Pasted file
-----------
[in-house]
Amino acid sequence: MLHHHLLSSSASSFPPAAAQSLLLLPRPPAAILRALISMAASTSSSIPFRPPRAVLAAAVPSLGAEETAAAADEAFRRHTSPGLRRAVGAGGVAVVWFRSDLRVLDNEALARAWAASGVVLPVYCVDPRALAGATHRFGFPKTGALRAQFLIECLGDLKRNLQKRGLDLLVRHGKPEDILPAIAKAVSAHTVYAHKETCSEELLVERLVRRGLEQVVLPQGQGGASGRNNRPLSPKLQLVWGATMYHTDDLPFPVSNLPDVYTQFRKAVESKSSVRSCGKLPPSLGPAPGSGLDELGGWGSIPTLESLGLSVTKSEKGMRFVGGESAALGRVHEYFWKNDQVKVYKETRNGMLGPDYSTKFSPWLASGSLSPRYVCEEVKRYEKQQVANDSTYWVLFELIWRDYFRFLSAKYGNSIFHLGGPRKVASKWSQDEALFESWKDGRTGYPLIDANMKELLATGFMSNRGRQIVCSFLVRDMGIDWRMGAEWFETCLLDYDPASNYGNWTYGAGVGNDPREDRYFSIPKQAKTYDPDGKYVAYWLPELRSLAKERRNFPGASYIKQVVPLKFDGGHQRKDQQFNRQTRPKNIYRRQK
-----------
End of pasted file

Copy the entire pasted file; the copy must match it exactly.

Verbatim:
[in-house]
Amino acid sequence: MLHHHLLSSSASSFPPAAAQSLLLLPRPPAAILRALISMAASTSSSIPFRPPRAVLAAAVPSLGAEETAAAADEAFRRHTSPGLRRAVGAGGVAVVWFRSDLRVLDNEALARAWAASGVVLPVYCVDPRALAGATHRFGFPKTGALRAQFLIECLGDLKRNLQKRGLDLLVRHGKPEDILPAIAKAVSAHTVYAHKETCSEELLVERLVRRGLEQVVLPQGQGGASGRNNRPLSPKLQLVWGATMYHTDDLPFPVSNLPDVYTQFRKAVESKSSVRSCGKLPPSLGPAPGSGLDELGGWGSIPTLESLGLSVTKSEKGMRFVGGESAALGRVHEYFWKNDQVKVYKETRNGMLGPDYSTKFSPWLASGSLSPRYVCEEVKRYEKQQVANDSTYWVLFELIWRDYFRFLSAKYGNSIFHLGGPRKVASKWSQDEALFESWKDGRTGYPLIDANMKELLATGFMSNRGRQIVCSFLVRDMGIDWRMGAEWFETCLLDYDPASNYGNWTYGAGVGNDPREDRYFSIPKQAKTYDPDGKYVAYWLPELRSLAKERRNFPGASYIKQVVPLKFDGGHQRKDQQFNRQTRPKNIYRRQK